Recalling that Hamas had won Palestinian legislative elections in 2006, he said “calling them terrorists, this would be disrespect to the will of the Palestinian people.”

“Hamas is a resistance group fighting to defend their land,” Erdogan told Turkish media in 2010. “I also told these to U.S. officials. I don't accept Hamas as a terrorist organization.”

Clinton told the GCTF meeting that the U.S. “strongly” supports Turkey in its fight against the PKK. Apart from al-Qaeda and affiliates, it was the only terrorist group she mentioned by name in her almost 1,600-word opening remarks.

The Turkish government’s support for Hamas – Erdogan has also met with its leaders – is in line with the longstanding principle of the Organization of Islamic Cooperation (OIC), as stated in its 1998 convention on combating international terrorism, that “peoples’ struggle including armed struggle against foreign occupation … shall not be considered a terrorist crime.”

That stance by Muslim and Arab states, largely the result of their support for the Palestinian cause, has been a major hurdle blocking efforts at the United Nations to agree upon a universal definition of terrorism.

Upon its formation last September, the GCTF issued a political declaration that did not specifically define terrorism, but did include a “condemnation of all acts of terrorism, which cannot be justified on any grounds whatsoever.” Members expressed their “continuing commitment to oppose terrorism irrespective of the motives of the perpetrators of such acts.”

Composition aims to ‘bridge’ Western-Islamic divisions

The political declaration also stated, “We recognize the growing number of countries with relevant experience and expertise in countering and preventing terrorism, and we seek to maximize these assets through close cooperation.”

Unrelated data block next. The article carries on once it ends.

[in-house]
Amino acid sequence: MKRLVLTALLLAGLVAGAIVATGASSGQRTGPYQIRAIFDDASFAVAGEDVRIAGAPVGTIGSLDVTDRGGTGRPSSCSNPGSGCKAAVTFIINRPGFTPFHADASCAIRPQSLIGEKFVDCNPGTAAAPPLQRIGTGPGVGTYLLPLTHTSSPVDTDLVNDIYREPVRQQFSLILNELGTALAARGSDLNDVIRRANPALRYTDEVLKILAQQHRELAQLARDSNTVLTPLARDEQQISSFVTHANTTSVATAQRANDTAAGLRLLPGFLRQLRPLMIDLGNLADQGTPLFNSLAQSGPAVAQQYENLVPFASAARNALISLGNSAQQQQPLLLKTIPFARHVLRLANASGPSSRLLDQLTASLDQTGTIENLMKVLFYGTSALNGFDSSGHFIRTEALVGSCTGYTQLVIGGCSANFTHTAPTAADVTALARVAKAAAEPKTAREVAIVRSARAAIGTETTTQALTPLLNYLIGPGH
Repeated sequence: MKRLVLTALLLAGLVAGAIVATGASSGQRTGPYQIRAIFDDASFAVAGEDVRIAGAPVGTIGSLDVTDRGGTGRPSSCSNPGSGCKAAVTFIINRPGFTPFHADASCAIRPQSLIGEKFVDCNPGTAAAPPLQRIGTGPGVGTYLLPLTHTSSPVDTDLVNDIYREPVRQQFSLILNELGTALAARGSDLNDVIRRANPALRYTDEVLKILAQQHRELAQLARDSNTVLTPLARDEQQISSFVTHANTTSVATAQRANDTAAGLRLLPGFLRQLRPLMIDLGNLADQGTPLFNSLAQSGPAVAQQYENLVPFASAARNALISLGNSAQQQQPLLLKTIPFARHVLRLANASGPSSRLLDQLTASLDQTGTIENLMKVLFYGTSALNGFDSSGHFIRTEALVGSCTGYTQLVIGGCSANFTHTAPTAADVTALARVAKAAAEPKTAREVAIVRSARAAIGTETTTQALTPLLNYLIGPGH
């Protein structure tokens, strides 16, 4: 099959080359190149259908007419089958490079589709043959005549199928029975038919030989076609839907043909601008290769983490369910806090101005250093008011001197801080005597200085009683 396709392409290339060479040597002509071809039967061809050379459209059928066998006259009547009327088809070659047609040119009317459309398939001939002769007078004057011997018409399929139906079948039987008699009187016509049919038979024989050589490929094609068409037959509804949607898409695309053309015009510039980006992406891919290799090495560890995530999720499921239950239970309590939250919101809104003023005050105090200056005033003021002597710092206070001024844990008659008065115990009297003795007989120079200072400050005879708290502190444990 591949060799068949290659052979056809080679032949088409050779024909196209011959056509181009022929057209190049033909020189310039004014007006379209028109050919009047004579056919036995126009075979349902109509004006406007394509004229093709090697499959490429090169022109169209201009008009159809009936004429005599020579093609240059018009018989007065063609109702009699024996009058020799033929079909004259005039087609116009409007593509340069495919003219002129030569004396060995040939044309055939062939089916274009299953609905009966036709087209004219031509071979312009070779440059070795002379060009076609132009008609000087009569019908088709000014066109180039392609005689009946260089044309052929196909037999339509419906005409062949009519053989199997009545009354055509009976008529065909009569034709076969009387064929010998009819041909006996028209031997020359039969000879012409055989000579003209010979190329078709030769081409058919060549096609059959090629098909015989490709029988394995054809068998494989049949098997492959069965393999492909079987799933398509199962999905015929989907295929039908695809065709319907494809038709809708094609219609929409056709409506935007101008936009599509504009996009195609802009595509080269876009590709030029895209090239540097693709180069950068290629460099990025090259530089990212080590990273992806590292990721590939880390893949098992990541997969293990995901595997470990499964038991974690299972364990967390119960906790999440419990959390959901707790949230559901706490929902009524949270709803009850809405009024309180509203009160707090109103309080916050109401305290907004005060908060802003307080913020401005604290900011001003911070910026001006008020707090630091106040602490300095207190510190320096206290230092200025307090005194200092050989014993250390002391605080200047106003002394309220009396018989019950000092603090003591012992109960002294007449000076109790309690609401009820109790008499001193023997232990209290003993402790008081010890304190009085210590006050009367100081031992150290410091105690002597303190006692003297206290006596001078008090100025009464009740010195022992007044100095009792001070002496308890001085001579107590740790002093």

Given that goal, Israel’s exclusion from the list of GCTF founder members was glaring. Israel is among the world’s leading targets of terrorism, and arguably a world leader in responding to the threat – both in the government and private sector.

Secretary of State Hillary Clinton poses with representatives of other Global Counterterrorism Forum members in Istanbul on June 7, 2012. She is flanked by her Turkish and Saudi counterparts, Ahmet Davutoglu and Prince Saud Al-Faisal. (Photo: State Department/Aydan Yurdakul)

The makeup of the founding group indicates that the Obama administration views the initiative as part of its broader outreach to the Muslim world; eleven of the 29 countries are OIC members, some of which are hostile towards Israel.

A senior administration official, briefing reporters on background ahead of the meeting in Istanbul, confirmed the outreach aim.

“The GCTF sought from the outset to bridge old and deep divides in the international community between Western donor nations and Muslim majority nations,” he said. “And it has, I think, done that quite effectively.”

Apart from OIC and Western countries, the official noted that the rest included “other great powers – China, India, Russia – as well as geographic representation from all continents. So that sort of explains the composition.”

In response to queries about Israel and the GCTF, the State Department said in a statement Friday that the administration’s idea with the forum “was to bring together a limited number of traditional donors, front line states, and emerging powers develop a more robust, yet representative, counterterrorism capacity-building platform.”

“A number of our close partners with considerable experience countering and preventing terrorism are not included among the GCTF’s founding members,” it said. “We have discussed the GCTF and ways to involve Israel in its activities on a number of occasions, and are committed to making this happen.”

The 29 countries are Algeria, Australia, Canada, China, Colombia, Denmark, Egypt, France, Germany, India, Indonesia, Italy, Japan, Jordan, Morocco, the Netherlands, New Zealand, Nigeria, Pakistan, Qatar, Russia, Saudi Arabia, South Africa, Spain, Switzerland, Turkey, United Arab Emirates, the United Kingdom and the United States. The European Union is also a member.